SEATTLE — Three bisexual men have filed a federal lawsuit against a national gay-sports organization, claiming they were unfairly deemed not gay enough to play for a gay softball team during the Gay Softball World Series.
Steven Apilado, LaRon Charles and Jon Russ contend the North American Gay Amateur Athletic Alliance discriminated against them during the Gay Softball World Series held in Seattle in August 2008.
The lawsuit, first reported by The Seattle Times and the Seattle Weekly, was filed Tuesday in U.S. District Court. It accuses the alliance of violating Washington state laws barring discrimination.
According to the lawsuit, the three California men were on a softball team called D2 that advanced to the championship game in Seattle. During the game, play was stopped several times after the team that lost to them in the semifinals protested that D2 was in violation of a league rule permitting no more than "two heterosexual players" on a team.
Following the championship game, which D2 lost, Apilado, Charles and Russ were each separately called into a conference room in front of more than 25 people for a "hearing" by the Gay Amateur Athletic Alliance to determine whether each was "heterosexual" or "gay," the lawsuit says.
The men say they were forced to answer "highly personal and intrusive questions" about their sexual interests and private life, including whether they were "predominantly attracted to men" or "predominantly attracted to women."
At one point during the proceedings, the lawsuit alleges, one of the plaintiffs was told: "This is the Gay World Series, not the Bisexual World Series."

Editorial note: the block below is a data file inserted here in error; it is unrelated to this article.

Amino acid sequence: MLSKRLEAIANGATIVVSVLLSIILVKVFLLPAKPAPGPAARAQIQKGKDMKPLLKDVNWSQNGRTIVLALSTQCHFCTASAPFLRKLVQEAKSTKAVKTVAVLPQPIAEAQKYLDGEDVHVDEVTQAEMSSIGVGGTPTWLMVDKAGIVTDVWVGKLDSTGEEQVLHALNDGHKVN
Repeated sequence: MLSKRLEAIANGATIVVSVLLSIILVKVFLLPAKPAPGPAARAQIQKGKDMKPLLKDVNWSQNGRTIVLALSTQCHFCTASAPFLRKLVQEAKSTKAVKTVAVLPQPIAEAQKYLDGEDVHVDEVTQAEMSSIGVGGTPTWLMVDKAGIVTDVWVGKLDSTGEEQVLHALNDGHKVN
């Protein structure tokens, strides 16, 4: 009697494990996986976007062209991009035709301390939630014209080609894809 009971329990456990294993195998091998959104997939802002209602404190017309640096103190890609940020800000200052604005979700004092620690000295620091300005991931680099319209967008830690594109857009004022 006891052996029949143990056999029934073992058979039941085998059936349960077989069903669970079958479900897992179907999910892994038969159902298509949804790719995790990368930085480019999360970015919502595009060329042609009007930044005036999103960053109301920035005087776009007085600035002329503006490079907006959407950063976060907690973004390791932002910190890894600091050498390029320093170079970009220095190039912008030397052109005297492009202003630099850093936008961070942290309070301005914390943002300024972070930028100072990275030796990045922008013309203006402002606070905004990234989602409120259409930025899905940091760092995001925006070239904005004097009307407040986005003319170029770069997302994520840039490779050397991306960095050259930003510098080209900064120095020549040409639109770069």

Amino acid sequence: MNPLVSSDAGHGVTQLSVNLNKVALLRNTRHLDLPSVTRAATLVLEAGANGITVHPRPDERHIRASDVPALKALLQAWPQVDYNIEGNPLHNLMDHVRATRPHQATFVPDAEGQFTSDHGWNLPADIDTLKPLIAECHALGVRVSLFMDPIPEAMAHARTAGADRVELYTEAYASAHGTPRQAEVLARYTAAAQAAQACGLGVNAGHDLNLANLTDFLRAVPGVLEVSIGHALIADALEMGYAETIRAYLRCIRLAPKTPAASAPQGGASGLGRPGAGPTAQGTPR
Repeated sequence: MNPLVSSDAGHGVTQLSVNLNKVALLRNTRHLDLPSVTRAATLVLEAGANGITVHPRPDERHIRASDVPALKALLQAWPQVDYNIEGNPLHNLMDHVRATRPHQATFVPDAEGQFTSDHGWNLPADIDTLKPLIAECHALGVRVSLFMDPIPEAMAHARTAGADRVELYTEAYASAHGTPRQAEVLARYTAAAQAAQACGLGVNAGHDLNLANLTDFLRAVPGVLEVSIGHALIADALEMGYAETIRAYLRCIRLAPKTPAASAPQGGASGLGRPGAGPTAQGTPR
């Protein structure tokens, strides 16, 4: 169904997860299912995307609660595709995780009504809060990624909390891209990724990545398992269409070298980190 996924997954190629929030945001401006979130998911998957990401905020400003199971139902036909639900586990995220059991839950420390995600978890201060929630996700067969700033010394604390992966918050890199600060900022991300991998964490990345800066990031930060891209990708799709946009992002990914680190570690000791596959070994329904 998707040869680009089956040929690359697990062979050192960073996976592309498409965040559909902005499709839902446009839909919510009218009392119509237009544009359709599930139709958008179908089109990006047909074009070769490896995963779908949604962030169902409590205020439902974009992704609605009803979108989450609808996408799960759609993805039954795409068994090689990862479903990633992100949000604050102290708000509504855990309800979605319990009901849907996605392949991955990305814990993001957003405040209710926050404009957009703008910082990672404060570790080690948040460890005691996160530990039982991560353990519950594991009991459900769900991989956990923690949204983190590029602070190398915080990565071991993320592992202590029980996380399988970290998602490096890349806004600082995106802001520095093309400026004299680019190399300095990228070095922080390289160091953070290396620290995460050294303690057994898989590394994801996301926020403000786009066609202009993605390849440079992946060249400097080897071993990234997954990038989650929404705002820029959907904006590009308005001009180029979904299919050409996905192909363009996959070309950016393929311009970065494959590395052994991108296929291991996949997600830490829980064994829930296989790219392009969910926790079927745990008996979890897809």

The alliance has no category or definition for bisexual or transgender people in its rules, the plaintiff's attorney said.
'Gay enough to play'
The alliance ruled the three men were "nongay," stripped D2 of its second-place finish and recommended that the three players be suspended from participating in the Gay Softball World Series for a year, according to the lawsuit.
Team D2 disbanded after the ruling and Russ and Apilado did not participate in the 2009 Gay Softball World Series, the lawsuit says.
The men are seeking $75,000 each for emotional distress. They're also seeking to invalidate the alliance's findings on the men's sexual orientations and to reinstate D2's second-place finish.
"This case is just about treating everybody in the community equally ... and not interrogating folks about whether they're gay enough to play," Melanie Rowen, an attorney for the National Center for Lesbian Rights, which is representing the three men, told The Seattle Times.
Beth Allen, the alliance's attorney, told the Times the three plaintiffs "were not discriminated against in any unlawful manner."
In any case, Allen told the newspaper, the alliance is a private organization and, as such, can determine its membership based on its goals.
The North American Gay Amateur Athletic Alliance was formed in 1977 and now includes more than 680 teams in 37 leagues across the U.S. and Canada, according to its website.
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